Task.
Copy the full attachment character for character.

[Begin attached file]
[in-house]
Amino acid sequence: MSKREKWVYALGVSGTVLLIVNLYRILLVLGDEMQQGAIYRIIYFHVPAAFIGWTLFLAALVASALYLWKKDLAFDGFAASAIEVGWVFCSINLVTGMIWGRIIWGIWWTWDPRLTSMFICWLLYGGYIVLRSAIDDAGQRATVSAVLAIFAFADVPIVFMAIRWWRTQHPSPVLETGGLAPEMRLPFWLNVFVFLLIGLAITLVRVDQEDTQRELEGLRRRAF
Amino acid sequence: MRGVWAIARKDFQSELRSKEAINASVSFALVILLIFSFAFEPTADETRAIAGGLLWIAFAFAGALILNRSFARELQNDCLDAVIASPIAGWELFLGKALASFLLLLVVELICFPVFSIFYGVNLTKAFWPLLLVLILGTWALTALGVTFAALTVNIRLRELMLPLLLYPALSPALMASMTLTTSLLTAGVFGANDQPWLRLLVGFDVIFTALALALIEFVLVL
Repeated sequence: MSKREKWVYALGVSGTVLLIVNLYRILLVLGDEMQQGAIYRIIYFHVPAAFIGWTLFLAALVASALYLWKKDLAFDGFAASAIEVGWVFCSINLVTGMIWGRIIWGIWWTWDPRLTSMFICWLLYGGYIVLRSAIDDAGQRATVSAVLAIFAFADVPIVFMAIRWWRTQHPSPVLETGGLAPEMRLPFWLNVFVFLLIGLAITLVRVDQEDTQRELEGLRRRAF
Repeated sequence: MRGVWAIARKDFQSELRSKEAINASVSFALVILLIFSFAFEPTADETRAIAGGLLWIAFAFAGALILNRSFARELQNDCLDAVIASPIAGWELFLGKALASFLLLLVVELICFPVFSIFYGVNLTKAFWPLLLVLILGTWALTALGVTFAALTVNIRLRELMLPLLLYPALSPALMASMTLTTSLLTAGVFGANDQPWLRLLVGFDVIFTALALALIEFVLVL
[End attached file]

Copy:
[in-house]
Amino acid sequence: MSKREKWVYALGVSGTVLLIVNLYRILLVLGDEMQQGAIYRIIYFHVPAAFIGWTLFLAALVASALYLWKKDLAFDGFAASAIEVGWVFCSINLVTGMIWGRIIWGIWWTWDPRLTSMFICWLLYGGYIVLRSAIDDAGQRATVSAVLAIFAFADVPIVFMAIRWWRTQHPSPVLETGGLAPEMRLPFWLNVFVFLLIGLAITLVRVDQEDTQRELEGLRRRAF
Amino acid sequence: MRGVWAIARKDFQSELRSKEAINASVSFALVILLIFSFAFEPTADETRAIAGGLLWIAFAFAGALILNRSFARELQNDCLDAVIASPIAGWELFLGKALASFLLLLVVELICFPVFSIFYGVNLTKAFWPLLLVLILGTWALTALGVTFAALTVNIRLRELMLPLLLYPALSPALMASMTLTTSLLTAGVFGANDQPWLRLLVGFDVIFTALALALIEFVLVL
Repeated sequence: MSKREKWVYALGVSGTVLLIVNLYRILLVLGDEMQQGAIYRIIYFHVPAAFIGWTLFLAALVASALYLWKKDLAFDGFAASAIEVGWVFCSINLVTGMIWGRIIWGIWWTWDPRLTSMFICWLLYGGYIVLRSAIDDAGQRATVSAVLAIFAFADVPIVFMAIRWWRTQHPSPVLETGGLAPEMRLPFWLNVFVFLLIGLAITLVRVDQEDTQRELEGLRRRAF
Repeated sequence: MRGVWAIARKDFQSELRSKEAINASVSFALVILLIFSFAFEPTADETRAIAGGLLWIAFAFAGALILNRSFARELQNDCLDAVIASPIAGWELFLGKALASFLLLLVVELICFPVFSIFYGVNLTKAFWPLLLVLILGTWALTALGVTFAALTVNIRLRELMLPLLLYPALSPALMASMTLTTSLLTAGVFGANDQPWLRLLVGFDVIFTALALALIEFVLVL